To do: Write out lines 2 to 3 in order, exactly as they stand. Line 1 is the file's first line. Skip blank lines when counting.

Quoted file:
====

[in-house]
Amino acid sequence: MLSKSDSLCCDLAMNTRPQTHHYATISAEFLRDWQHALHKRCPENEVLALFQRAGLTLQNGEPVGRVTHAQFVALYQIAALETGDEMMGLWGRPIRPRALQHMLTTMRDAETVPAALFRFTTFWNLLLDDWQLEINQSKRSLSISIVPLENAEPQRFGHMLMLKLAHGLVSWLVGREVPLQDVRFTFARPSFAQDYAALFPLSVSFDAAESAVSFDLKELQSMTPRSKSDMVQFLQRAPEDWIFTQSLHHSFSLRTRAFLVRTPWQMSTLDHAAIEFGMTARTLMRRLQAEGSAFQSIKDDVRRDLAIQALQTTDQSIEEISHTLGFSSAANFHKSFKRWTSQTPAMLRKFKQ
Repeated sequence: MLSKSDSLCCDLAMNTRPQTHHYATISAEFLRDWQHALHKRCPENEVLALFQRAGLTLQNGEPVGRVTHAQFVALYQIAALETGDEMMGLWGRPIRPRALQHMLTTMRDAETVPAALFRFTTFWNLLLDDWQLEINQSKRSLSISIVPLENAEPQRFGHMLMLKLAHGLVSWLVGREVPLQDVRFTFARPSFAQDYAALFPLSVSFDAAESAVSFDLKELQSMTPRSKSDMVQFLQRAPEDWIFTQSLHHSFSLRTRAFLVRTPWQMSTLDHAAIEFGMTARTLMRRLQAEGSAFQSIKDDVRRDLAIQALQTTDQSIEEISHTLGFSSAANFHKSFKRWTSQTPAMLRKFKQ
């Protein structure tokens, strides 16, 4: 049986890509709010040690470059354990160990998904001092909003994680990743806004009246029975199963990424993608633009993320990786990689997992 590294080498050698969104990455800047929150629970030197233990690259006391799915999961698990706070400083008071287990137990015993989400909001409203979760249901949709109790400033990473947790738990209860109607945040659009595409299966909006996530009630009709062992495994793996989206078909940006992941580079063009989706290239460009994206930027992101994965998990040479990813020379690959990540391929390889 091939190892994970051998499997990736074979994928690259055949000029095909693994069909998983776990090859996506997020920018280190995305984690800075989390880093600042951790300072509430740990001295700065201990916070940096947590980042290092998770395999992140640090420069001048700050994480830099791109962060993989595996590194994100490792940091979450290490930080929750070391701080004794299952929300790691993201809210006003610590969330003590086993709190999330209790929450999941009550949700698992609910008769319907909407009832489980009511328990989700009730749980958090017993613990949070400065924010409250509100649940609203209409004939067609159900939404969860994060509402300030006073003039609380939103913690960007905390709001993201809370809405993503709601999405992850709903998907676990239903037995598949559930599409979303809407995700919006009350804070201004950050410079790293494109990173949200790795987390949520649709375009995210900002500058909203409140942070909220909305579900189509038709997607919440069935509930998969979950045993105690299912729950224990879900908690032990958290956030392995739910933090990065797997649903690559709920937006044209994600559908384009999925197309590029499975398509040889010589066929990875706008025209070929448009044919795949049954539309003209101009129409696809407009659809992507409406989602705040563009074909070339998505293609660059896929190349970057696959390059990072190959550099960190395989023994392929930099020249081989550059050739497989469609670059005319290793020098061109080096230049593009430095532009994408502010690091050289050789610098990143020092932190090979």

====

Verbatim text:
Amino acid sequence: MLSKSDSLCCDLAMNTRPQTHHYATISAEFLRDWQHALHKRCPENEVLALFQRAGLTLQNGEPVGRVTHAQFVALYQIAALETGDEMMGLWGRPIRPRALQHMLTTMRDAETVPAALFRFTTFWNLLLDDWQLEINQSKRSLSISIVPLENAEPQRFGHMLMLKLAHGLVSWLVGREVPLQDVRFTFARPSFAQDYAALFPLSVSFDAAESAVSFDLKELQSMTPRSKSDMVQFLQRAPEDWIFTQSLHHSFSLRTRAFLVRTPWQMSTLDHAAIEFGMTARTLMRRLQAEGSAFQSIKDDVRRDLAIQALQTTDQSIEEISHTLGFSSAANFHKSFKRWTSQTPAMLRKFKQ
Repeated sequence: MLSKSDSLCCDLAMNTRPQTHHYATISAEFLRDWQHALHKRCPENEVLALFQRAGLTLQNGEPVGRVTHAQFVALYQIAALETGDEMMGLWGRPIRPRALQHMLTTMRDAETVPAALFRFTTFWNLLLDDWQLEINQSKRSLSISIVPLENAEPQRFGHMLMLKLAHGLVSWLVGREVPLQDVRFTFARPSFAQDYAALFPLSVSFDAAESAVSFDLKELQSMTPRSKSDMVQFLQRAPEDWIFTQSLHHSFSLRTRAFLVRTPWQMSTLDHAAIEFGMTARTLMRRLQAEGSAFQSIKDDVRRDLAIQALQTTDQSIEEISHTLGFSSAANFHKSFKRWTSQTPAMLRKFKQ